Some people assume that after a naturalization application is approved, the non-citizen automatically becomes a citizen. In reality, committing a criminal act before the oath ceremony could have a bearing on whether or not you are allowed to be a citizen. If you were charged with a crime before you could complete the ceremony, here is what you need to know.
Why Does a Charge Impact Your Approval?
The United States Citizenship and Immigration Services, or USCIS, is responsible for ensuring that only people who meet the requirements for citizenship are approved. Even though you have received notice that your application for naturalization has been approved, you are not officially an American citizen until you take the naturalization oath.
At any point leading up to the ceremony, the USCIS has the right to reassess your eligibility. Part of the process is conducting a criminal background search. Depending on the crime you are facing, your approval could be placed on hold pending the results of the criminal case.
Which Charges Can Impact Your Citizenship?
Not all criminal charges will have an impact on whether or not you can proceed to the oath ceremony. The USCIS is usually concerned with felony crimes and certain misdemeanors, such as a family assault charge.
Crimes that are more serious in nature, such as crimes related to illegal drugs, murder, prostitution, and fraud tend to affect naturalization approval. If discovered by the USCIS, you could not only have your naturalization approval rescinded, but you could potentially face deportation.
What Can You Do?
One of the most important things you can do is to postpone the oath ceremony. Continuing through with the ceremony with the knowledge that you might not be eligible for citizenship anymore amounts to fraud in the eyes of the law. A fraud allegation could set your naturalization back considerably. Even if the USCIS has not discovered you have a criminal charge pending, you need to be honest.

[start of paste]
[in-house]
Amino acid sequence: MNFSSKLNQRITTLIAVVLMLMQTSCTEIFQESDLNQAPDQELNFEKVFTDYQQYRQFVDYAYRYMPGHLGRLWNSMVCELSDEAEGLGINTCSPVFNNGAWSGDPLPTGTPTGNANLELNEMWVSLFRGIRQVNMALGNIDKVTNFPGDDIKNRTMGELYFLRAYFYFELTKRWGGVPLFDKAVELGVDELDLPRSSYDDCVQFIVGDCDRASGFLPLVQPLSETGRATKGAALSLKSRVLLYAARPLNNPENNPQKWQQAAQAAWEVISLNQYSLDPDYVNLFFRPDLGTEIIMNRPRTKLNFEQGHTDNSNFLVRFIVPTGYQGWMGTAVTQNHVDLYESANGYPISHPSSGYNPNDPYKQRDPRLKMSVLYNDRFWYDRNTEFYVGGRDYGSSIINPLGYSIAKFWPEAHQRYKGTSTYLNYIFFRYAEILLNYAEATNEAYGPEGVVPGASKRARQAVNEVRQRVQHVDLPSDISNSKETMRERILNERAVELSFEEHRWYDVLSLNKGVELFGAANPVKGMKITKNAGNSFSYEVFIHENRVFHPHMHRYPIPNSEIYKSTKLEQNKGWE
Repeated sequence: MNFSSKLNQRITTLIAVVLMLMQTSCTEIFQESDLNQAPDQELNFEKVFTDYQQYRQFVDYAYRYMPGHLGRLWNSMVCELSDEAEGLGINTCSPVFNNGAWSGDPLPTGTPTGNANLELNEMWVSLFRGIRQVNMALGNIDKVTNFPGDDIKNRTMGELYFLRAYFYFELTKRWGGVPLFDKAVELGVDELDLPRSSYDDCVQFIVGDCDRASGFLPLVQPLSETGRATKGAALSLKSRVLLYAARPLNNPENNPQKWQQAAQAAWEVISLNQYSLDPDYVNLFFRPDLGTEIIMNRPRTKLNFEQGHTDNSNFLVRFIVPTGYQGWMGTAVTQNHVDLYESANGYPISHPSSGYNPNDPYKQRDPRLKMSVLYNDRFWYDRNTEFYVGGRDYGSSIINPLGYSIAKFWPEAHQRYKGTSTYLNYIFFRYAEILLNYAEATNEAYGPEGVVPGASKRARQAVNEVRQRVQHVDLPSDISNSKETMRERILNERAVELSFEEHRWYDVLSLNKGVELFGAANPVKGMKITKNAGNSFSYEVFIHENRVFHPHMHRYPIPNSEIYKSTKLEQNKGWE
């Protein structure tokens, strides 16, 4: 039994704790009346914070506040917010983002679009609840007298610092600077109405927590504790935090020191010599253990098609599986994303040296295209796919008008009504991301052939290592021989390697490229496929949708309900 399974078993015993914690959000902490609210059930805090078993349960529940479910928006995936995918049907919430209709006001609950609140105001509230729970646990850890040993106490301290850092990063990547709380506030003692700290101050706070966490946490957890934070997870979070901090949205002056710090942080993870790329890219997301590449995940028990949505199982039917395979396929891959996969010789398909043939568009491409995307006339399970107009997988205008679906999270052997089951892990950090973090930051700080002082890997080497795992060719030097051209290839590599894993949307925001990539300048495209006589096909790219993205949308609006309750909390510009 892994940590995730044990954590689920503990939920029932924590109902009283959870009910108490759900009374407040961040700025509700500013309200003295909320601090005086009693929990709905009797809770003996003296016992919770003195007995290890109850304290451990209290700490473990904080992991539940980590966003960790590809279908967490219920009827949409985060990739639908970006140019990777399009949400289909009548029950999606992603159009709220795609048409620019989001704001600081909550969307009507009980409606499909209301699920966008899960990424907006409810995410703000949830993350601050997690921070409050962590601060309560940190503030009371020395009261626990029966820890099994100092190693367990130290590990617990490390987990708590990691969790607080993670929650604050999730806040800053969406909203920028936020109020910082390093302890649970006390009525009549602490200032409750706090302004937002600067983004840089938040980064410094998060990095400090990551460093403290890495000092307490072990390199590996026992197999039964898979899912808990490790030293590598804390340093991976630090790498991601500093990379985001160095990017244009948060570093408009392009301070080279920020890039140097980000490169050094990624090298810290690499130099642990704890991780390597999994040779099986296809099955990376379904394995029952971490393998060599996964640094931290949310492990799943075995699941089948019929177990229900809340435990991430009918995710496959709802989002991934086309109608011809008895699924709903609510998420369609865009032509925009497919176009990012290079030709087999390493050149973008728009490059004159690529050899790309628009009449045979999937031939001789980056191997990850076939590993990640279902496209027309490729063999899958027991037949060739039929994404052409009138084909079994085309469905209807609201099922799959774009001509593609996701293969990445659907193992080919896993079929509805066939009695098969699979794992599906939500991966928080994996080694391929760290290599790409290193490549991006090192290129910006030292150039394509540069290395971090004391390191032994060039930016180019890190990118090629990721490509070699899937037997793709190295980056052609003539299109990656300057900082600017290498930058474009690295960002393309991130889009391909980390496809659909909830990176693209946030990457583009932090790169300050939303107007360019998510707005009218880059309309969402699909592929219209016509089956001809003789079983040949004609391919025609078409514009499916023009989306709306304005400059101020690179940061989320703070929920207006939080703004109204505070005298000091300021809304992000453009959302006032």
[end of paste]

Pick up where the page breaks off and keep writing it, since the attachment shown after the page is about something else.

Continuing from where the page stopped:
You should also consider consulting with criminal and immigration attorneys. The criminal attorney can help you explore your options for handling the charge. The immigration attorney can determine what type of impact the charge will have on your citizenship.
In the event you are convicted of committing a crime that bars you from becoming a U.S. citizen, you could face deportation. If you are barred or deemed inadmissible by the immigration court, a date for deportation will be scheduled. At that point, your attorney can file a petition with the court to allow you to remain in the country even with the charge.
For more information, contact an immigration attorney at a firm like Fickey Martinez Law Firm, P.L.L.C.Share